Additional note: If the clothes do dry with the hose disconnected, it means that the hose does have a blockage. I had a similar situation with a blocked vent that "appeared" to be clear when using a high power blower. The blockage was a bird's nest in the hose! The nest moved enough for the blower to open the vent flap. The dryer does not produce as much force, so flow was restricted enough to prevent proper drying.
I own a house built in the 1940's. Someone covered the floors with black felt paper and vinyl tiles. The tiles came up easily enough, but the black paper will not. I have tried using a heat gun and scraper, but the results are very slow. Any ideas on how to speed up the process? I have a whole house to do!
VJ, Kernersville, NC
The first thing to try would be warm or hot water. Try spraying a little on a portion of the paper and see if it will absorb it. If it does absorb the water, it may soften the paper enough to make your scraping easier. Don't dump buckets of water, work a little at a time. If it works but the going is slow, you could try a wallpaper steamer. You can rent one from most any tool rental store and some paint stores.
If water doesn't work, you may have to try a paint remover. I would avoid using solvents except as a last resort, due to the toxicity and flammability inherent in them. Because of the large area involved, use a low odor, water-based remover, again testing out the production a small area at a time. The going will be slower with this less toxic product as compared with a methylene chloride remover... but it will be healthier for you and yours.
I have an 80 year old home with wood casement (?) sliding type windows. Someone has cut the ropes that used to operate the counterweights inside the frame. The windows crash down when opened. How do I repair these mechanisms? I remember at some time seeing a handyman tip that claimed you could repair these without opening up the wood frame, but this hardly seems credible.
Now you know why to this day they call your type of window "double hung". Each window is balanced with two foot-long cylindrical iron weights. They are attached to each side of the window with rope. This rope is routed over pulleys, which are located within the upper part of the window track. When the window is raised the weights drop within a hidden channel on either side of the window, counterbalancing the window so it remains in position... more or less.
Needless to say, the major maintenance for this style of window was replacement of broken ropes! To facilitate the repair, there is are movable panel in each side of the window frame, called a "pocket piece". When it is removed, you have access to a hollow channel, or "pocket", containing the counterweights and the rope. The front window stops and the parting strips must also be removed. This lets you take out the window sash, so that the new rope can be attached.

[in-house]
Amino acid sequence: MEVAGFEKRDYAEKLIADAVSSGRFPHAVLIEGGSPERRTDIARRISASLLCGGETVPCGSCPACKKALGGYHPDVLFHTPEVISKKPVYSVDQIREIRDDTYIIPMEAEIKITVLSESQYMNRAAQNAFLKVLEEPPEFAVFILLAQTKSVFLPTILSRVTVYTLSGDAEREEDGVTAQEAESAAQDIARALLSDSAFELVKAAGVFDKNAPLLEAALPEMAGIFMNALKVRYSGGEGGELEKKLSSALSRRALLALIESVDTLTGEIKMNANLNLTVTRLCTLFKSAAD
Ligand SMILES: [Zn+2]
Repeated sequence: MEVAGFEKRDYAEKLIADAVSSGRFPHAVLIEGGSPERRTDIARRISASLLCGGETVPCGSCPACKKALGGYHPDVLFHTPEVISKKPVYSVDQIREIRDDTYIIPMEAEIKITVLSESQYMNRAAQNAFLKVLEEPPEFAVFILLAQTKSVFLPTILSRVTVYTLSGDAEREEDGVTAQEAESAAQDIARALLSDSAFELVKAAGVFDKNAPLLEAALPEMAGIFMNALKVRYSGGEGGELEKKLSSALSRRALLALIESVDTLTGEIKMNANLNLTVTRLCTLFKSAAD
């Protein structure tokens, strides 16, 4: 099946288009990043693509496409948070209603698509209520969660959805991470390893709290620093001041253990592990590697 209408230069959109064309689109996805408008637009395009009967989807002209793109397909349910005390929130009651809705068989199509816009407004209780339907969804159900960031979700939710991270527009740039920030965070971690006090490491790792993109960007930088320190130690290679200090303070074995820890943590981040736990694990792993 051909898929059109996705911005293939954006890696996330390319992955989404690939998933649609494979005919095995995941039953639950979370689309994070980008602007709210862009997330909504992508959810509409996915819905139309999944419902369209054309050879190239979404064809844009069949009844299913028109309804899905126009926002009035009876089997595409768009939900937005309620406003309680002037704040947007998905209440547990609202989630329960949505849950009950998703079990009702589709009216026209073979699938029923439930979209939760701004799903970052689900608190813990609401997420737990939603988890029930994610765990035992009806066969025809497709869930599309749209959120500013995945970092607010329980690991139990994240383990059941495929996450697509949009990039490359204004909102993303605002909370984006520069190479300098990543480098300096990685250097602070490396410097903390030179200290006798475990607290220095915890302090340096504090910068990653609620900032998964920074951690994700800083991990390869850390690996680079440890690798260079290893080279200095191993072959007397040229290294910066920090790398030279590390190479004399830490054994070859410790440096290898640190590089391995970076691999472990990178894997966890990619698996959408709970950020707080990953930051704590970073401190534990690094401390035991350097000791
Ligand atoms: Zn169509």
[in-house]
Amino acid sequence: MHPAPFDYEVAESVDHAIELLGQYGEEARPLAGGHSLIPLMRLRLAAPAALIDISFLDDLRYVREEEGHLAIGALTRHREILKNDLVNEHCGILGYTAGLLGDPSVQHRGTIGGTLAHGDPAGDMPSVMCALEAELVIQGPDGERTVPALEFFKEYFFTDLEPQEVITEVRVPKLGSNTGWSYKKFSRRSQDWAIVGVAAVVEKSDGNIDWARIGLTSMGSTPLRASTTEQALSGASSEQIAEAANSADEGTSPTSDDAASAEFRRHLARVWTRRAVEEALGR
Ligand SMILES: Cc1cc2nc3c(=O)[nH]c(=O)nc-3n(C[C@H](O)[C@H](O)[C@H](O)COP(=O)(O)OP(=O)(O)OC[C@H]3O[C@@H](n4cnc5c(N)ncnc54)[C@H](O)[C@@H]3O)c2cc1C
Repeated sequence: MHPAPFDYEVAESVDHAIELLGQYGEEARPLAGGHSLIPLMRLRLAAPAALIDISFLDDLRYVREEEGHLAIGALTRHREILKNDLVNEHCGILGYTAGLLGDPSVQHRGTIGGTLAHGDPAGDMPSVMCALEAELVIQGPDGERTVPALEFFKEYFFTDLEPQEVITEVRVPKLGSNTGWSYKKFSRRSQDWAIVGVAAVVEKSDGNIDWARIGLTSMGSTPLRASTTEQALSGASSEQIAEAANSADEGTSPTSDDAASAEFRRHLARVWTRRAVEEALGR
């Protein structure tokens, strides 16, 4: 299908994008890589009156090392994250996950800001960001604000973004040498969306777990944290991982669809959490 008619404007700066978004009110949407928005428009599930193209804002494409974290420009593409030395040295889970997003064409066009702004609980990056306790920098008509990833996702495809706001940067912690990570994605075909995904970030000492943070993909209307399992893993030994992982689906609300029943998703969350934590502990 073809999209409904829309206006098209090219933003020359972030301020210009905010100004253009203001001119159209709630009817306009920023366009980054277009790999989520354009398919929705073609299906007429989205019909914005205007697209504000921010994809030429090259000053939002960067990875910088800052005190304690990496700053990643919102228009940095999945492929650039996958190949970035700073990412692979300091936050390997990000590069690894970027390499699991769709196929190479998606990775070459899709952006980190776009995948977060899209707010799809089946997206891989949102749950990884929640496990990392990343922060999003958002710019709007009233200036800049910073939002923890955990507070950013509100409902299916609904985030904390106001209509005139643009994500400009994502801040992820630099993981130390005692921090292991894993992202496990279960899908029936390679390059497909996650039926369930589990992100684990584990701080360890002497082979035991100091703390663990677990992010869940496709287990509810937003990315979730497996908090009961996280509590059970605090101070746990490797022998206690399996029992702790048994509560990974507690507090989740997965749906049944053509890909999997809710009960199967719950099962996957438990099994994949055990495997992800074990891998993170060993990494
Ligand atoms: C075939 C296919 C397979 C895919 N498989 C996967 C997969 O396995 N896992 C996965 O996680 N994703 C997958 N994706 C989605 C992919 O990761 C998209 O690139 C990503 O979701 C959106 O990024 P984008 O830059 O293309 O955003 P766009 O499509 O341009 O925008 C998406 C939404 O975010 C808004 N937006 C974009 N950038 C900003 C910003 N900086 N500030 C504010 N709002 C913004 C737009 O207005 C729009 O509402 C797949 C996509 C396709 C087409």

The new rope is tied to the counterweight, then looped over the pulley. The rope was cut to the right length, the end knotted, and the knot inserted into a cutout in the side of the sash. Reinstall the panel, and the job is completed. A very simple, awkward-but-straightforward procedure.
Unfortunately, many folks did not realize that removal of this panel was critical to the repair of these windows. Out of ignorance, they would paint the window frames without removing the panels, effectively gluing it into the jamb. When the poor handyman arrived to attempt a repair, he had to try to cut the panel loose, sometimes even necessitating paint stripping! Since the ropes could last for many years, multiple thick coats of paint often impeded the quick completion of this handyman's appointed rounds!!
There were other options. Some people would cut the ropes, letting the weights drop inside the frame. They would use wooden blocks to hold the windows up. In fact, there was a special design of block that was designed with cut-out steps. Something in my memory tells me it is of Amish origin. Anyway, when you open the window to the height you wanted, you put this wooden block in place, and just rested the window on the nearest step toy our chosen height.
Back to the "handyman tip" you read... now that my brain is awake... perhaps it was referring to a replacement window balance. These are of varying styles, but all are self contained mechanisms that are installed in place of your existing... or in you case dysfunctional... window balancing system. In a nutshell, the stops that hold the window sash in place are removed on both sides, and your window sash are removed. The sash are sandwiched into these new tracks, and the combination window/track sandwich is put into your existing window frame and nailed or screwed into place.
These replacement tracks use friction to hold your windows in position. They are available in a number of sizes, based on the length of your window frame and the thickness of your sash. You can purchase or order these through any home store or lumberyard. They are popular with renovators and homeowners that don't want to bother with a true restoration of the windows.
If you do use these replacement balances, be judicious in your use of any lubricant on them, because too much lubricant may cause the sash to not hold position. You will be back to where you started.